If $\displaystyle n_0=p_1^{\alpha_1}\cdots p_k^{\alpha_k}$ then $\displaystyle (m,n_0)\ne1 \Leftrightarrow p_1\mid m\text{ or }\cdots\text{ or }p_k\mid m$. Thus, if $\displaystyle A_{j,n}=\left\{m\leqslant n

_j\mid m\right\}$ we see that

$\displaystyle [n]=E_n\sqcup\left(A_{1,n}\cup\cdots\cup A_{k,n}\right)$

where the square cup just means that $\displaystyle \left\{E_n,A_{1,n}\cup\cdots\cup A_{k,n}\right\}$ forms a partition of $\displaystyle [n]$. Thus, $\displaystyle a_n=n-\left|A_{1,n}\cup\cdots\cup A_{k,n}\right|$. But, by the inclusion exclusion principle

$\displaystyle \displaystyle \left|A_{1,n}\cup\cdots\cup A_{k,n}\right|=\sum_{j=1}^{k}(-1)^{j+1}\sum_{S\in S_j}\left|\bigcap_{s\in S}A_{s,n}\right|$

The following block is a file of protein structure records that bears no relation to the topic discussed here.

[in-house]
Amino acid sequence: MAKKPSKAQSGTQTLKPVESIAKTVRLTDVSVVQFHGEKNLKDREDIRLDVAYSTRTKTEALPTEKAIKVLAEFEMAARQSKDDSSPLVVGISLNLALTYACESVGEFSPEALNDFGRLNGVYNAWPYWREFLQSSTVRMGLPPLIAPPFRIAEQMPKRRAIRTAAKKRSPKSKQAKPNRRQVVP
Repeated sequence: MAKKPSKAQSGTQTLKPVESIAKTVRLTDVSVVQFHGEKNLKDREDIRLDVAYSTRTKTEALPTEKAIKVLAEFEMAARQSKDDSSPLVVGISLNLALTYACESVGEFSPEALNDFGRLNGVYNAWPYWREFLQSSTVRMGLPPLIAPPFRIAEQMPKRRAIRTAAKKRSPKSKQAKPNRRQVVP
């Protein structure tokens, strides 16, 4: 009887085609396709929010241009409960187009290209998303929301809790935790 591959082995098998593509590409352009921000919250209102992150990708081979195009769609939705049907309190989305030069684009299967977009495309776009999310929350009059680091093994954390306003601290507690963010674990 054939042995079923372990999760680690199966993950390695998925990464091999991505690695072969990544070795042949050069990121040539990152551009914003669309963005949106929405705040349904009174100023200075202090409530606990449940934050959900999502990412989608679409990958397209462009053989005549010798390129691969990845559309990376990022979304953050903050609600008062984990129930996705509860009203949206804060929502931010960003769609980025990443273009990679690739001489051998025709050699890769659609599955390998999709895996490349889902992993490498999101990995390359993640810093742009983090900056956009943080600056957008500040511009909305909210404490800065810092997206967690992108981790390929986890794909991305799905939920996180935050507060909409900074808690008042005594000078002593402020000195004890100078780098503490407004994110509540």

where $\displaystyle S_j=\left\{S\subseteq [k]:|S|=j\right\}$. Thus, noticing that any subcollection of $\displaystyle \{p_1,\cdots,p_k\}$ is a family of coprime numbers we see that

$\displaystyle \displaystyle \bigcap_{s\in S}A_{s,n}=\left\{m\leqslant n

_s\mid m\text{ for all }s\in S\right\}=\left\{m\leqslant n:\prod_{s\in S}p_s\mid m\right\}$

From where simple reasoning leads us to

$\displaystyle \displaystyle\left|\bigcap_{s\in S}A_{s,n}\right|=\left\lfloor n\left(\prod_{s\in S}p_s\right)^{-1}\right\rfloor$

Thus,

$\displaystyle \displaystyle a_n=n-\sum_{j=1}^{k}(-1)^{j+1}\sum_{S\in S_j}\left\lfloor n\left(\prod_{s\in S}p_s\right)^{-1}\right\rfloor$

From where it quickly follows that

$\displaystyle \displaystyle \lim_{n\to\infty}\frac{a_n}{n}=1-\sum_{j=1}^{k}(-1)^{j+1}\sum_{S\in S_j}\left(\prod_{s\in S}p_s\right)^{-1}$

At least we know now that

$\displaystyle \displaystyle \prod_{j=1}^{k}\left(1-\frac{1}{p_j}\right)=1-\sum_{j=1}^{k}(-1)^{j+1}\sum_{S\in S_j}\left(\prod_{s\in S}p_s\right)^{-1}$